A critical security flaw (CVE-2022-1274) has been recently discovered in the Keycloak's execute-actions-email endpoint, which can allow malicious actors to inject arbitrary HTML into emails sent to Keycloak users. This vulnerability poses a significant risk to users, as it can be misused to carry out phishing or other attacks. This post provides an in-depth analysis of the exploit details, code snippets, links to original references, and possible defenses against this vulnerability.

Exploit Details

The vulnerability resides in Keycloak's execute-actions-email endpoint, which is designed to perform various actions, such as resetting passwords, through email messages. The issue occurs when malicious HTML is included as a user-supplied input, which is then embedded in the email template without proper sanitization. This allows an attacker to craft an email with malicious content (such as links to phishing websites) and send it to Keycloak users.

Code Snippet

A simple example of an HTML injection payload in the execute-actions-email endpoint could look like this:

    <title>Malicious Email</title>
    <h1>Important Security Update</h1>
      Please click the link below to update your Keycloak security settings:
    <a href="http://phishing.example.com/keycloak-update">Update Settings</a>

This payload could be included in the email template which, when sent to Keycloak users, would display a message instructing them to update their security settings on a malicious website.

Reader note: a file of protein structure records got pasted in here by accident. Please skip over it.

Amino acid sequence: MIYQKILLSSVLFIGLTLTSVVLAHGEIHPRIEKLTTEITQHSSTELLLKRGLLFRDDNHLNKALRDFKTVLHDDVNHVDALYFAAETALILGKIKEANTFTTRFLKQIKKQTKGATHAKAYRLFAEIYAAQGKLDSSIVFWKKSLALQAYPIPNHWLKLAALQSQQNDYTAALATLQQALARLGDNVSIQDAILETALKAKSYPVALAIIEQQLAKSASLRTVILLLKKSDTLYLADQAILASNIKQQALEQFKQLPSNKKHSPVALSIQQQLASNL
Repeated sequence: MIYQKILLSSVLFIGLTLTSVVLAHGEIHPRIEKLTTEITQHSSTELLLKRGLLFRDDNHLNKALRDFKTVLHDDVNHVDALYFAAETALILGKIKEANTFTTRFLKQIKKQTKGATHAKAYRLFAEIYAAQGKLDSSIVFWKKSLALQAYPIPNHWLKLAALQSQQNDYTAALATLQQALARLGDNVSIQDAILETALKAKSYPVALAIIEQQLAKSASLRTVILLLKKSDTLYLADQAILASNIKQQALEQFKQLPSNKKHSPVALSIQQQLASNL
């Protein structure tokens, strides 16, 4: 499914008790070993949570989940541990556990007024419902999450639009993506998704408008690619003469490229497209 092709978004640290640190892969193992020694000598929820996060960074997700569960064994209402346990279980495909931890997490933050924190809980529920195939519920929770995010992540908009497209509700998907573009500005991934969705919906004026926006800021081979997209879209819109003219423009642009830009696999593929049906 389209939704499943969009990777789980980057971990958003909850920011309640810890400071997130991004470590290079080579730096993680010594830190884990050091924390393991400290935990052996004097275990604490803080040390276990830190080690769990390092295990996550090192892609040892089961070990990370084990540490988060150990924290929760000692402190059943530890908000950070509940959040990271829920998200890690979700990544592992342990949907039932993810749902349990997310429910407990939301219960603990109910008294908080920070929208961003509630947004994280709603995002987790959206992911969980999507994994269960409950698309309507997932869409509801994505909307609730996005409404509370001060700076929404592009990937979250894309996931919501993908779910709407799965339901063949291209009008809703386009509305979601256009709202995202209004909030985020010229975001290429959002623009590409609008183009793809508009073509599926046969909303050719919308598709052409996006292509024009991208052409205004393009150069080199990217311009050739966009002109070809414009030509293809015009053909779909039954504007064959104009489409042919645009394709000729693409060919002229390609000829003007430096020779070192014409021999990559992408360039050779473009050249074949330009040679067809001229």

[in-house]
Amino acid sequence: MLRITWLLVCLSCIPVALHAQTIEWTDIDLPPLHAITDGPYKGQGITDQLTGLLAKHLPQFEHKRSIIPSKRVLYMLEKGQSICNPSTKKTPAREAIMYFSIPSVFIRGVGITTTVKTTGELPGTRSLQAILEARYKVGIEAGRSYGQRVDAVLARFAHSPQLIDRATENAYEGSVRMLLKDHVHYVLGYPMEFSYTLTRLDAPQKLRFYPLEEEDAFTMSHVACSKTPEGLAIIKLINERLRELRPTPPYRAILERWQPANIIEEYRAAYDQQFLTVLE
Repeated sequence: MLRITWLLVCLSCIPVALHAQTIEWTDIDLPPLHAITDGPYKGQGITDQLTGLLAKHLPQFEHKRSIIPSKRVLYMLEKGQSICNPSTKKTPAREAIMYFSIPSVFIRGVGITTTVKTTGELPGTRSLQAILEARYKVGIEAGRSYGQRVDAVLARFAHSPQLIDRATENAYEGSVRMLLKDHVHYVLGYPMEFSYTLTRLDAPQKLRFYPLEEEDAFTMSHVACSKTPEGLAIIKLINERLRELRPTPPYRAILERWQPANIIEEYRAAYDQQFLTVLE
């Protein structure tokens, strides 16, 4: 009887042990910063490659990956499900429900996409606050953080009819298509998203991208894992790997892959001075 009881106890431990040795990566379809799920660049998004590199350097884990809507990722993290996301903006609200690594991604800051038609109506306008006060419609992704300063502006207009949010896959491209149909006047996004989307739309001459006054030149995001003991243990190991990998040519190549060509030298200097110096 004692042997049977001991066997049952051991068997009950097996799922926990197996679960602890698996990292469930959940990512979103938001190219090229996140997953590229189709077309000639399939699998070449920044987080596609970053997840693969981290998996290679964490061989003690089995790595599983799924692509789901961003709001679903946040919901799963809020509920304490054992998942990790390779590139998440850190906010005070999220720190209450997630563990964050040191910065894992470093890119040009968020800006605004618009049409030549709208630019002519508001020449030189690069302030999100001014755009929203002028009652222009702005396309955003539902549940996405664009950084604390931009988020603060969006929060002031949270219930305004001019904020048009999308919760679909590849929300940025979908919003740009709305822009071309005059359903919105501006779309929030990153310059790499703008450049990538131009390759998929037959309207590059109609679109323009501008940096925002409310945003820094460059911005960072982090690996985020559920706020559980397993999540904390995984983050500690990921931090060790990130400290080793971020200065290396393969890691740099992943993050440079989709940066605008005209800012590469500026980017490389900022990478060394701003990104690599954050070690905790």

Original References

A detailed explanation of the vulnerability has been published by the Keycloak team in their advisory:

- Keycloak Security Advisory: CVE-2022-1274

Furthermore, resources such as NIST and Red Hat provide additional information about the vulnerability and its potential impact:

- NIST National Vulnerability Database: CVE-2022-1274 Detail
- Red Hat Customer Portal: CVE-2022-1274

Defense Measures

In order to mitigate the risks posed by this vulnerability, organizations and individuals using Keycloak should take the following steps:

- Update Keycloak to the latest version: The Keycloak team has released patches that fix this vulnerability. All users should upgrade to the latest version of Keycloak as soon as possible. Patched versions can be found in the Keycloak Releases page.
- Perform input validation and output sanitization: To prevent HTML injection attacks, always validate user input and sanitize output that includes user-supplied data. This ensures that malicious payloads are removed from the data before it is embedded in email templates or other content.
- Educate users about phishing attacks: On a broader level, organizations should ensure that their users are educated about the risks of phishing attacks and recognize the signs of a malicious email.


The CVE-2022-1274 vulnerability in Keycloak's execute-actions-email endpoint highlights the importance of proper input validation and output sanitization in web applications. By updating to the latest version of Keycloak and implementing robust defenses, organizations can mitigate the risks posed by this and similar vulnerabilities.


Published on: 03/29/2023 21:15:00 UTC
Last modified on: 04/08/2023 01:55:00 UTC